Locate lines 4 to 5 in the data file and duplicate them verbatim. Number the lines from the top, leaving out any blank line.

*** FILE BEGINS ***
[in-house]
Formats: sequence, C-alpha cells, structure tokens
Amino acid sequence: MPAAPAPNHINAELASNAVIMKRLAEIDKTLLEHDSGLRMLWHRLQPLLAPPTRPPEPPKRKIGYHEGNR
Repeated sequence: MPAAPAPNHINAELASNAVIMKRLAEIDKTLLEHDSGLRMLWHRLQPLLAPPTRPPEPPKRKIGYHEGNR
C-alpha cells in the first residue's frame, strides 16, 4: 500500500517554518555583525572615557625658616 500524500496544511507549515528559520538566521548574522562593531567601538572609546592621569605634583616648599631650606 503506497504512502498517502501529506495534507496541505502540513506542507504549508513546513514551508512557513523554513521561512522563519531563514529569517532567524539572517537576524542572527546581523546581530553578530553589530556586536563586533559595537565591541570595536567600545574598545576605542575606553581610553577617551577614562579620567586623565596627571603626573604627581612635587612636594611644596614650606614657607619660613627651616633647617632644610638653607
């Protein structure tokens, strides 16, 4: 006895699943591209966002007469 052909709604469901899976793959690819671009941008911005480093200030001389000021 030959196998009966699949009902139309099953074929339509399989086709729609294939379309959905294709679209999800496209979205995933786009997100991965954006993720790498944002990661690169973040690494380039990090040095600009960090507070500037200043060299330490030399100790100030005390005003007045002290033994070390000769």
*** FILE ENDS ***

Repeated sequence: MPAAPAPNHINAELASNAVIMKRLAEIDKTLLEHDSGLRMLWHRLQPLLAPPTRPPEPPKRKIGYHEGNR
C-alpha cells in the first residue's frame, strides 16, 4: 500500500517554518555583525572615557625658616 500524500496544511507549515528559520538566521548574522562593531567601538572609546592621569605634583616648599631650606 503506497504512502498517502501529506495534507496541505502540513506542507504549508513546513514551508512557513523554513521561512522563519531563514529569517532567524539572517537576524542572527546581523546581530553578530553589530556586536563586533559595537565591541570595536567600545574598545576605542575606553581610553577617551577614562579620567586623565596627571603626573604627581612635587612636594611644596614650606614657607619660613627651616633647617632644610638653607